Jung-hun has appealed to the South Korean government for official permission to return home.
"Over the years I've noticed the political indifference towards defectors here in the South," he tells me.
"There have been days when I ask myself why I chose to come here in the first place. Anywhere a North Korean defector goes, he could face difficulties and discrimination."
But, for every defector returning home, many thousands more have no intention of ever going back, saying they suffered harsh punishment and repression in their homeland.
One North Korean defector I met fled to Seoul a year ago, after she was released from imprisonment at North Korea's prison camp Number 12. She had been held after exchanging some foreign currency with a Japanese national and accused of espionage.
The woman describes seeing large maggots crawling around the camp that had grown out of corpses.
"People would dash for them, grab them and put them in their pockets. Later, they would eat them," she says.
"Others would capture rats and eat them raw. I remember their mouths covered in blood. I saw so many people killed for breaking very minor rules. In my cell alone, three people were killed within a month."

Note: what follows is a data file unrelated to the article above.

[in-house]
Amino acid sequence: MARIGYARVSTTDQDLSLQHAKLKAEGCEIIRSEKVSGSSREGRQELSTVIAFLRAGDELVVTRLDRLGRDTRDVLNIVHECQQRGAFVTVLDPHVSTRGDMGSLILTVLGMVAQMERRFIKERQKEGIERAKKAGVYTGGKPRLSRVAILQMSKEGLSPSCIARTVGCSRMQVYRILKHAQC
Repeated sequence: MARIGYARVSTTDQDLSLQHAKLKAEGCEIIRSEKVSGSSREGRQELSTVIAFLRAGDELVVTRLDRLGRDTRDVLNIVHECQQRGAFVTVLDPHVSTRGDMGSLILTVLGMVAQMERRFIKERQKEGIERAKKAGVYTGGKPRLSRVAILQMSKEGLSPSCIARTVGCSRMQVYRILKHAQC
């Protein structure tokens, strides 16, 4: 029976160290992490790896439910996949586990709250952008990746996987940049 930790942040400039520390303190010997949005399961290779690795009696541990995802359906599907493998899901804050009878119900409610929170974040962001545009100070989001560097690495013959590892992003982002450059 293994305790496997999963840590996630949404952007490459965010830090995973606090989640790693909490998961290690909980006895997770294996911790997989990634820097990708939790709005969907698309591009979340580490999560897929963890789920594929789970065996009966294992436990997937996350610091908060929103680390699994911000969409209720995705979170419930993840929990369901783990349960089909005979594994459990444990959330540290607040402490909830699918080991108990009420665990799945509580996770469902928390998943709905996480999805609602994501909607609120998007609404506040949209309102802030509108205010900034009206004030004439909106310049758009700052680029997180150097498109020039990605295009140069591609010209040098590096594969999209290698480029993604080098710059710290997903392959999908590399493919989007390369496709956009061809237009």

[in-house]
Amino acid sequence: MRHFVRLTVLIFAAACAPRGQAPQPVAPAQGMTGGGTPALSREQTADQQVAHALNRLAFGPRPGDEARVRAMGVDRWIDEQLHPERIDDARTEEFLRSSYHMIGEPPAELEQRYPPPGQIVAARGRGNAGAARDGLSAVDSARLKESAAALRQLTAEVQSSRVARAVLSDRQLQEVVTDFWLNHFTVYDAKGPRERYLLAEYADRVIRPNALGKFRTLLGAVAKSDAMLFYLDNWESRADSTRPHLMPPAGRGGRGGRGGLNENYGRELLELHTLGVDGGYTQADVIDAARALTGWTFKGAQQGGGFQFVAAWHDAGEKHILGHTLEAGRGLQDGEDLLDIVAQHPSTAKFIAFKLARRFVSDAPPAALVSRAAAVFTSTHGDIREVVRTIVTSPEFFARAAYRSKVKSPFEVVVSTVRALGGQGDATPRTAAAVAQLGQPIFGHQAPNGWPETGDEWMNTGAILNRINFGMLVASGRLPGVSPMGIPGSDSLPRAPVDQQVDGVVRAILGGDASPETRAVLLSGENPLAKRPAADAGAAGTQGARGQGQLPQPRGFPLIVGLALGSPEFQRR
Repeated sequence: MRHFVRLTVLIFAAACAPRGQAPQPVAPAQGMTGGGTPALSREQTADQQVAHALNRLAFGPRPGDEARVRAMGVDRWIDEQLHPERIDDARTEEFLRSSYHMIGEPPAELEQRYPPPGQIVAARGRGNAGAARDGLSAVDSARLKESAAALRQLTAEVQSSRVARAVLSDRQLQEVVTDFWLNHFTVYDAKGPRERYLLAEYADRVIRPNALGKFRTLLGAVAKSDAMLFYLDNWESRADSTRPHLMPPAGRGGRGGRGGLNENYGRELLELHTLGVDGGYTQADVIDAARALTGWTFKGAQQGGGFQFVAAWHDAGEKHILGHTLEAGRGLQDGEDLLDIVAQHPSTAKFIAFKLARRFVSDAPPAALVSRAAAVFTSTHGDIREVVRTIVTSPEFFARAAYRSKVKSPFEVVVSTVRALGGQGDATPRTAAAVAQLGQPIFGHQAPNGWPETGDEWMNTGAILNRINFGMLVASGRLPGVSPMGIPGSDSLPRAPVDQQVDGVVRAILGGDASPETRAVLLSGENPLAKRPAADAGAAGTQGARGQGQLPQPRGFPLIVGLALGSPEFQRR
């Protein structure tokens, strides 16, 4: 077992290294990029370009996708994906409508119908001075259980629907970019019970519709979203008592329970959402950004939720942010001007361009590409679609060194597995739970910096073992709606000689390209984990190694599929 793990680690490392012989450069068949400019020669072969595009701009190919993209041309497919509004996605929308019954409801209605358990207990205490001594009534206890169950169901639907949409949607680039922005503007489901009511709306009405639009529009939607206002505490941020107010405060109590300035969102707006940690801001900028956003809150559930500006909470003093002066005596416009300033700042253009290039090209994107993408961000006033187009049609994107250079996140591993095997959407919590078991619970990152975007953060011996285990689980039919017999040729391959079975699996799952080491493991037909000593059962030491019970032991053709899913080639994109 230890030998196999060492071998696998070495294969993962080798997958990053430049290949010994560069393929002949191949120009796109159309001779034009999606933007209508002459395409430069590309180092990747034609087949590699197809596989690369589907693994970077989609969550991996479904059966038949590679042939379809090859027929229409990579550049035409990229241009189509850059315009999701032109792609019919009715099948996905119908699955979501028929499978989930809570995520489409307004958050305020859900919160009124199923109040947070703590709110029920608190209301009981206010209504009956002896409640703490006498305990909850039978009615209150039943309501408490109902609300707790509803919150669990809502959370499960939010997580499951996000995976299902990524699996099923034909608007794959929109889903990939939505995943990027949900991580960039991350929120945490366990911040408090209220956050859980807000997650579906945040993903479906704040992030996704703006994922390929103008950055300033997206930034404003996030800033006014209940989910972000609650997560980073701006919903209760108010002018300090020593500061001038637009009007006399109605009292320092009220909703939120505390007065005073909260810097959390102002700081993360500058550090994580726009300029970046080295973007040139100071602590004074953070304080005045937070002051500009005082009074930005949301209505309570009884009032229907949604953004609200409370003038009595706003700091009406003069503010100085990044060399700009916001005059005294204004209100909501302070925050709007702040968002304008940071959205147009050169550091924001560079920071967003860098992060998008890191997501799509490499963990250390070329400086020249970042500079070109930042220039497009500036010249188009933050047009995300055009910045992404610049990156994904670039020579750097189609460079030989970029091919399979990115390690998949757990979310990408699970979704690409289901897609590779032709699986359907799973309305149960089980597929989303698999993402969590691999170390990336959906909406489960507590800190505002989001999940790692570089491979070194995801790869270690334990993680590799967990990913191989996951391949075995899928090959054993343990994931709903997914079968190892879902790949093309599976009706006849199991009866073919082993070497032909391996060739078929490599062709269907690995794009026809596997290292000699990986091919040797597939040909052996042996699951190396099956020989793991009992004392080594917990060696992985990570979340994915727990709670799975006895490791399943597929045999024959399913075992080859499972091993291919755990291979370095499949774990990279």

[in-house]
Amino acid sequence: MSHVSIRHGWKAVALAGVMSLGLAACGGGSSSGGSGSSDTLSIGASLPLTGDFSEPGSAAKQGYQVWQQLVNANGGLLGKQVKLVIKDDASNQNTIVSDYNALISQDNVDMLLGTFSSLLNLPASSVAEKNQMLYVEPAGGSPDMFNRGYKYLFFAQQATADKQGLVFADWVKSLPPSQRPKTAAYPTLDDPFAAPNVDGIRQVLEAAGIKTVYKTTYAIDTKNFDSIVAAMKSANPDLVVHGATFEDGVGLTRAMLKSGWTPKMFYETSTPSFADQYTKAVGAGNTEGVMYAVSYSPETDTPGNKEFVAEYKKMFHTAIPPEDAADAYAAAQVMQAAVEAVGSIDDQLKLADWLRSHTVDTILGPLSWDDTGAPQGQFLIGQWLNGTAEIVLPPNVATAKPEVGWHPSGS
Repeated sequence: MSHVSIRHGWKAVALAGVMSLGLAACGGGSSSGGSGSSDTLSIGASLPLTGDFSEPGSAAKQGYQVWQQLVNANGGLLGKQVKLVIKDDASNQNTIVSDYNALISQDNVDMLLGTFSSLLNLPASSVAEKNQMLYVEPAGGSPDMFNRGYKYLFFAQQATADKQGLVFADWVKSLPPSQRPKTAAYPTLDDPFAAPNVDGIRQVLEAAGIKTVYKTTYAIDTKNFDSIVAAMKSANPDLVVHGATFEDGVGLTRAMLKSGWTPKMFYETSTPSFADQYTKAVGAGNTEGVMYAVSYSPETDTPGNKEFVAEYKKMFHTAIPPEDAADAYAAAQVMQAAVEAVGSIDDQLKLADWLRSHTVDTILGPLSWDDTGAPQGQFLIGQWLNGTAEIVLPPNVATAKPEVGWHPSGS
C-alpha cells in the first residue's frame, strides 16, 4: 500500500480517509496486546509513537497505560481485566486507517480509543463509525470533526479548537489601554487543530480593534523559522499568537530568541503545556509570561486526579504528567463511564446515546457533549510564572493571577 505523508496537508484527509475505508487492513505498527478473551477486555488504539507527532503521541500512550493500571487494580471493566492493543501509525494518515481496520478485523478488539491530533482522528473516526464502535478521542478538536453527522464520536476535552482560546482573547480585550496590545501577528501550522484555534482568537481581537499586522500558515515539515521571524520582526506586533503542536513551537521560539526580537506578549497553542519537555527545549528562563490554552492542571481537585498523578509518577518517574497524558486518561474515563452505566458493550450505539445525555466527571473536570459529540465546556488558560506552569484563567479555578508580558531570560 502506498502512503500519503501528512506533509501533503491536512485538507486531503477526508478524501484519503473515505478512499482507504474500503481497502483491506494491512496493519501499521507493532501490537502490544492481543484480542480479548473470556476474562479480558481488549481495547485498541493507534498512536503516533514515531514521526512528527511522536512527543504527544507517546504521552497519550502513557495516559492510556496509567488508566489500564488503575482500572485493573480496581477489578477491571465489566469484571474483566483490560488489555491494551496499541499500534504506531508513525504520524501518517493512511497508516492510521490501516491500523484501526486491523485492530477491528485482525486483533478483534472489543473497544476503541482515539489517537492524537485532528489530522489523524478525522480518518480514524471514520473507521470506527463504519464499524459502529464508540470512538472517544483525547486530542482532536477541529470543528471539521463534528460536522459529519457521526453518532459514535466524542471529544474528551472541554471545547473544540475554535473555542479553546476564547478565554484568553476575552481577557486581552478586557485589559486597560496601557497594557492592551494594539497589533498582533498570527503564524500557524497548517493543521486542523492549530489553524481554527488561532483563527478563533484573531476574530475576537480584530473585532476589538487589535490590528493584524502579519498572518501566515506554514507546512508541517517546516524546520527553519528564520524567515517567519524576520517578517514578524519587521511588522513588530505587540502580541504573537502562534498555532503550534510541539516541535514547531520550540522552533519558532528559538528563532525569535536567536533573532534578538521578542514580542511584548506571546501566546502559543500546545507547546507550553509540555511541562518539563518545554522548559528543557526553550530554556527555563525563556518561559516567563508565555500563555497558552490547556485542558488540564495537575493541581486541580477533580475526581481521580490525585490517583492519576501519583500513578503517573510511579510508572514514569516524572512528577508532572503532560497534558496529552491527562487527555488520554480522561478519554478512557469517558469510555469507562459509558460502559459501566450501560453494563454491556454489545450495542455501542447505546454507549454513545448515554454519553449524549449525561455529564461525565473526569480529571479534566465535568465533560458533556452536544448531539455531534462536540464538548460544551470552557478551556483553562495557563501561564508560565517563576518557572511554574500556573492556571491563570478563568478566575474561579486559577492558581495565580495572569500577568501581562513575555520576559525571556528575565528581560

UN investigators recently found "abundant evidence of crimes against humanity" committed by the regime, and said North Korea should face international justice.
North Korea denies allegations of torture made by defectors, and the existence of prison camps, and refused to allow UN investigators access to the country to gather evidence.
When the first defector from the North arrived in South Korea 20 years ago, there were huge celebrations, and huge expectations.
Both governments talk about the need for reunification, but the lesson provided by South Korea's defectors is stark - if integrating 20,000 North Koreans is so difficult, what will happen when it's time to absorb 20 million of them?